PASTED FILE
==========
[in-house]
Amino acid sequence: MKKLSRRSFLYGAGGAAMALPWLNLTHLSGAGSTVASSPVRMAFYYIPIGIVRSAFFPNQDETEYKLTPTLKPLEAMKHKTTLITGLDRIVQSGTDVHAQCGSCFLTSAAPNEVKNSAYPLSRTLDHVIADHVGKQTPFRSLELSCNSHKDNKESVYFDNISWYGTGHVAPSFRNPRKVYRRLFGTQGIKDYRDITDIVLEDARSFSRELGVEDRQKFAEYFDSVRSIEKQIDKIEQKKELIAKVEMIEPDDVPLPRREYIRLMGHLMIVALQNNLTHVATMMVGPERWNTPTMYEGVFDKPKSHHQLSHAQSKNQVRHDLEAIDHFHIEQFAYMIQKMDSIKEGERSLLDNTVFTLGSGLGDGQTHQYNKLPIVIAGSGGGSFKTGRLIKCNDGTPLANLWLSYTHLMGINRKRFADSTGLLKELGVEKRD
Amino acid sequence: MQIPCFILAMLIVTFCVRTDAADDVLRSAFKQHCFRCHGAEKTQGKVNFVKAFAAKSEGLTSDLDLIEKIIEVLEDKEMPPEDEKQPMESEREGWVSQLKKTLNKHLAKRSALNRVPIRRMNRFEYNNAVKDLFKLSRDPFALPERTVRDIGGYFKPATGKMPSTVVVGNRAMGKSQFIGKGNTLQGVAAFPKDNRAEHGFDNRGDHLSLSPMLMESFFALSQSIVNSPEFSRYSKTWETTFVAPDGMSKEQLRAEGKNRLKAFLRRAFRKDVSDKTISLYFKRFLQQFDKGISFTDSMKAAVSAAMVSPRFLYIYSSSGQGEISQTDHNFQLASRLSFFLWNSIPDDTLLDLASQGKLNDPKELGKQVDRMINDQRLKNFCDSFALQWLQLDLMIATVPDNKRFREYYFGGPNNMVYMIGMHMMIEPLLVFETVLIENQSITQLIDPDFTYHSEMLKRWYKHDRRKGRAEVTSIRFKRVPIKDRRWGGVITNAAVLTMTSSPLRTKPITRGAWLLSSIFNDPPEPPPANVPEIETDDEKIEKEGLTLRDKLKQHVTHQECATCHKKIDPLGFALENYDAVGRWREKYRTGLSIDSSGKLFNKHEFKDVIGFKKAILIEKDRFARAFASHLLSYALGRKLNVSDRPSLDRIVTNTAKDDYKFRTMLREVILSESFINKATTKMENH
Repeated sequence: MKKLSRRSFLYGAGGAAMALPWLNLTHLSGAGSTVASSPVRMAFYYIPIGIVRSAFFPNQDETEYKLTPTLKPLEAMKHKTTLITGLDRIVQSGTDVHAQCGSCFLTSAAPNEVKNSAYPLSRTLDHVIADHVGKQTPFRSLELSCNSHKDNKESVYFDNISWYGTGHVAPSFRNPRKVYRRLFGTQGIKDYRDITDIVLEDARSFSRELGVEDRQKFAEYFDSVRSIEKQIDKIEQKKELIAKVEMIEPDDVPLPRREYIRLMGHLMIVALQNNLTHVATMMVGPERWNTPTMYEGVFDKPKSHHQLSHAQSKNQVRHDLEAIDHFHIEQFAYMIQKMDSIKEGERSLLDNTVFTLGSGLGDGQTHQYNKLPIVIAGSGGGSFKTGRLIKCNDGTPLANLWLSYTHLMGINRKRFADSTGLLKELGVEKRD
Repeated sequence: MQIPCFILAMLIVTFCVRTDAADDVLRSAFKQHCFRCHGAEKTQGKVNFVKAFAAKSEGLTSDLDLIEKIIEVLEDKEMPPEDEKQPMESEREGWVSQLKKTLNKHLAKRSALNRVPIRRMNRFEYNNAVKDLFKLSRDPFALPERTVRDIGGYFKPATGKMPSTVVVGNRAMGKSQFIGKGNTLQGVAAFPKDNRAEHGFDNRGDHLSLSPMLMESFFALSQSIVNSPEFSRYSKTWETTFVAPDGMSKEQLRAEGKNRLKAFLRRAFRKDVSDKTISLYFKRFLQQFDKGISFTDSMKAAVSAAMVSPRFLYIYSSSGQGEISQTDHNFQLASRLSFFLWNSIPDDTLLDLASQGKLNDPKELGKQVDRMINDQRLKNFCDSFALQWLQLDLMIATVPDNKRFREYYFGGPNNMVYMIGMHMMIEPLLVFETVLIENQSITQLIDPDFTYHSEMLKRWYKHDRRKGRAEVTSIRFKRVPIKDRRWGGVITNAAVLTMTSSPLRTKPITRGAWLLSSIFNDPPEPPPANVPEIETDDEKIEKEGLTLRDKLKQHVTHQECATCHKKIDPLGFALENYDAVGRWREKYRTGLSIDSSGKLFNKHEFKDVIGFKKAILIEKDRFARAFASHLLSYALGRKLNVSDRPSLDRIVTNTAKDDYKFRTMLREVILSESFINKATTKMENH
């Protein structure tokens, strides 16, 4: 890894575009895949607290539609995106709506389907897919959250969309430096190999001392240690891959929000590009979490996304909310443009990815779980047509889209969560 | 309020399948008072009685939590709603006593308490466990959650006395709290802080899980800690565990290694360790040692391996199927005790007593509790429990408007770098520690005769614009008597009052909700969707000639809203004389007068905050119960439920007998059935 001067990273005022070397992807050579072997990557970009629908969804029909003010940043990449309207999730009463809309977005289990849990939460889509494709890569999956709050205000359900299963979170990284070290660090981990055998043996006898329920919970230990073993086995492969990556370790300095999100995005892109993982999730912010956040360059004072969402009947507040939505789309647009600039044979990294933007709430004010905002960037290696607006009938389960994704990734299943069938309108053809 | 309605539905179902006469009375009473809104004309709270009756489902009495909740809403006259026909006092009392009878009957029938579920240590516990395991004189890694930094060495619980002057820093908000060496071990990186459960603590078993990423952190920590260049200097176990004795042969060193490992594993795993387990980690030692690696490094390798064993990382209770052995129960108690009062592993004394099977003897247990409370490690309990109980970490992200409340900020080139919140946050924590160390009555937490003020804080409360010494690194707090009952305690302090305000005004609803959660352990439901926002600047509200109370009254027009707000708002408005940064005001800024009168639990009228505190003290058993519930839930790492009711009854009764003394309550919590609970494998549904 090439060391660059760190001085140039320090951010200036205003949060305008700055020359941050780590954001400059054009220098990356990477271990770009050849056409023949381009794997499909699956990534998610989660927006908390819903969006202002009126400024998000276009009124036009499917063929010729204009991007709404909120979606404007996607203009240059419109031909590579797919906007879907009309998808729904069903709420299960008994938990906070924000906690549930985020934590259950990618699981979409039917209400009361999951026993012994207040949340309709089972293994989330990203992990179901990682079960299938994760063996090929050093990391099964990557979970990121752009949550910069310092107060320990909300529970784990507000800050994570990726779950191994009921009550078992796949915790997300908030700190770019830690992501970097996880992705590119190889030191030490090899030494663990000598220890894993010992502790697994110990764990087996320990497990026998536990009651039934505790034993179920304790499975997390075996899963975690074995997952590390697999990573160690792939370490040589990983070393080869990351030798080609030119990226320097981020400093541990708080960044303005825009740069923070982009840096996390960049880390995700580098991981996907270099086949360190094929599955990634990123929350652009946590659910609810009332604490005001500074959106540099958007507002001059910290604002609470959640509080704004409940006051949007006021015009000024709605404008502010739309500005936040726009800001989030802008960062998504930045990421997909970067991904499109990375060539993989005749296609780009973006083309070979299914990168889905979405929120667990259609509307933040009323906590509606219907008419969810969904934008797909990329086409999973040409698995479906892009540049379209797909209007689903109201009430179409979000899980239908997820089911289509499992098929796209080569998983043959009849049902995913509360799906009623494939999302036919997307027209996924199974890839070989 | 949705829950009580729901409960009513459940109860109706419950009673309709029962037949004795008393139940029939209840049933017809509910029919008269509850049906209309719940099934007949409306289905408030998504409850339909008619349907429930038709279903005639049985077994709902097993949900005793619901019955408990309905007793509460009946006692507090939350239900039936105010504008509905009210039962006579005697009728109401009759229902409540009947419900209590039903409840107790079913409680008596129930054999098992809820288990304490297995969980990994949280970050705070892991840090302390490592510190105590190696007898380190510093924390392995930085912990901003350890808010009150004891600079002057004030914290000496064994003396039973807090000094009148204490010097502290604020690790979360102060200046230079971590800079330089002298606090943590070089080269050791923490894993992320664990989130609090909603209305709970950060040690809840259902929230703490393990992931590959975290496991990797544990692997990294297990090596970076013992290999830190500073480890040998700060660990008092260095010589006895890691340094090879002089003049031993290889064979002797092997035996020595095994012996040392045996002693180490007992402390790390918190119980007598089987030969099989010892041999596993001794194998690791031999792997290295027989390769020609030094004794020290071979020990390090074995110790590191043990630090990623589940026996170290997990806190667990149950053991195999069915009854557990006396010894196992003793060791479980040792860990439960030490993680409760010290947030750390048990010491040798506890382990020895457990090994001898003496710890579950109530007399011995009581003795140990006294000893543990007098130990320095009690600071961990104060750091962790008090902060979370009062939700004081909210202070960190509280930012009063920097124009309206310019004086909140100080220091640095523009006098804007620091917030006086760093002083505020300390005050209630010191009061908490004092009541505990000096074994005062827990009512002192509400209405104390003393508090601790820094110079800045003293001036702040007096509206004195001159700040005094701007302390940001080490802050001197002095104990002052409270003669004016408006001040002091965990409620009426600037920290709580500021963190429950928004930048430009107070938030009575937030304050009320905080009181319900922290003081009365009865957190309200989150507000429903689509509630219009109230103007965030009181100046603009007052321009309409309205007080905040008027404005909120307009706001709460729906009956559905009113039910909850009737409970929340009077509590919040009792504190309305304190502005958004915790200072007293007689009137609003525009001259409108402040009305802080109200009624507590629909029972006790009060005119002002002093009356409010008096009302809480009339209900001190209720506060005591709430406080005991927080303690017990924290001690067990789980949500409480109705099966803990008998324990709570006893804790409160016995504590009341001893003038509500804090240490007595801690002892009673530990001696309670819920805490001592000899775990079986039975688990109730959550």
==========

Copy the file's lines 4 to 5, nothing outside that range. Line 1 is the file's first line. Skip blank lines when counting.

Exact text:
Repeated sequence: MKKLSRRSFLYGAGGAAMALPWLNLTHLSGAGSTVASSPVRMAFYYIPIGIVRSAFFPNQDETEYKLTPTLKPLEAMKHKTTLITGLDRIVQSGTDVHAQCGSCFLTSAAPNEVKNSAYPLSRTLDHVIADHVGKQTPFRSLELSCNSHKDNKESVYFDNISWYGTGHVAPSFRNPRKVYRRLFGTQGIKDYRDITDIVLEDARSFSRELGVEDRQKFAEYFDSVRSIEKQIDKIEQKKELIAKVEMIEPDDVPLPRREYIRLMGHLMIVALQNNLTHVATMMVGPERWNTPTMYEGVFDKPKSHHQLSHAQSKNQVRHDLEAIDHFHIEQFAYMIQKMDSIKEGERSLLDNTVFTLGSGLGDGQTHQYNKLPIVIAGSGGGSFKTGRLIKCNDGTPLANLWLSYTHLMGINRKRFADSTGLLKELGVEKRD
Repeated sequence: MQIPCFILAMLIVTFCVRTDAADDVLRSAFKQHCFRCHGAEKTQGKVNFVKAFAAKSEGLTSDLDLIEKIIEVLEDKEMPPEDEKQPMESEREGWVSQLKKTLNKHLAKRSALNRVPIRRMNRFEYNNAVKDLFKLSRDPFALPERTVRDIGGYFKPATGKMPSTVVVGNRAMGKSQFIGKGNTLQGVAAFPKDNRAEHGFDNRGDHLSLSPMLMESFFALSQSIVNSPEFSRYSKTWETTFVAPDGMSKEQLRAEGKNRLKAFLRRAFRKDVSDKTISLYFKRFLQQFDKGISFTDSMKAAVSAAMVSPRFLYIYSSSGQGEISQTDHNFQLASRLSFFLWNSIPDDTLLDLASQGKLNDPKELGKQVDRMINDQRLKNFCDSFALQWLQLDLMIATVPDNKRFREYYFGGPNNMVYMIGMHMMIEPLLVFETVLIENQSITQLIDPDFTYHSEMLKRWYKHDRRKGRAEVTSIRFKRVPIKDRRWGGVITNAAVLTMTSSPLRTKPITRGAWLLSSIFNDPPEPPPANVPEIETDDEKIEKEGLTLRDKLKQHVTHQECATCHKKIDPLGFALENYDAVGRWREKYRTGLSIDSSGKLFNKHEFKDVIGFKKAILIEKDRFARAFASHLLSYALGRKLNVSDRPSLDRIVTNTAKDDYKFRTMLREVILSESFINKATTKMENH